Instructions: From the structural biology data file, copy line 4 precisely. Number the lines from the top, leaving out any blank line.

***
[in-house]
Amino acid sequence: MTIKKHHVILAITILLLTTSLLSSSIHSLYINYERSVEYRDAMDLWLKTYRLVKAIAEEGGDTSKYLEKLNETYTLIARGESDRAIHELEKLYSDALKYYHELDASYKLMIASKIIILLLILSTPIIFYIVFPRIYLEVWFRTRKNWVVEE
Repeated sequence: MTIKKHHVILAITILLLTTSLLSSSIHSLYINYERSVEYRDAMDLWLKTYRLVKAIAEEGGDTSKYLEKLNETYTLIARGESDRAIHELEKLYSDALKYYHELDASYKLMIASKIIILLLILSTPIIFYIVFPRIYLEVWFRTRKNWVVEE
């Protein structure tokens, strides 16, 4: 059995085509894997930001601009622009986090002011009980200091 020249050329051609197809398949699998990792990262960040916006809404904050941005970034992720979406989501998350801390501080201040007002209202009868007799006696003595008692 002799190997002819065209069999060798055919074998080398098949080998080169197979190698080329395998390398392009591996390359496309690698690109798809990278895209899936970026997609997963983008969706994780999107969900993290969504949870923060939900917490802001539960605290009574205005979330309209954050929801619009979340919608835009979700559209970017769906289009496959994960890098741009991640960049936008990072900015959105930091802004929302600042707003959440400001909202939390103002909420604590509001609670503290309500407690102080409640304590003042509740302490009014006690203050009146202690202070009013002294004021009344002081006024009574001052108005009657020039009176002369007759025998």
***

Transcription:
């Protein structure tokens, strides 16, 4: 059995085509894997930001601009622009986090002011009980200091 020249050329051609197809398949699998990792990262960040916006809404904050941005970034992720979406989501998350801390501080201040007002209202009868007799006696003595008692 002799190997002819065209069999060798055919074998080398098949080998080169197979190698080329395998390398392009591996390359496309690698690109798809990278895209899936970026997609997963983008969706994780999107969900993290969504949870923060939900917490802001539960605290009574205005979330309209954050929801619009979340919608835009979700559209970017769906289009496959994960890098741009991640960049936008990072900015959105930091802004929302600042707003959440400001909202939390103002909420604590509001609670503290309500407690102080409640304590003042509740302490009014006690203050009146202690202070009013002294004021009344002081006024009574001052108005009657020039009176002369007759025998």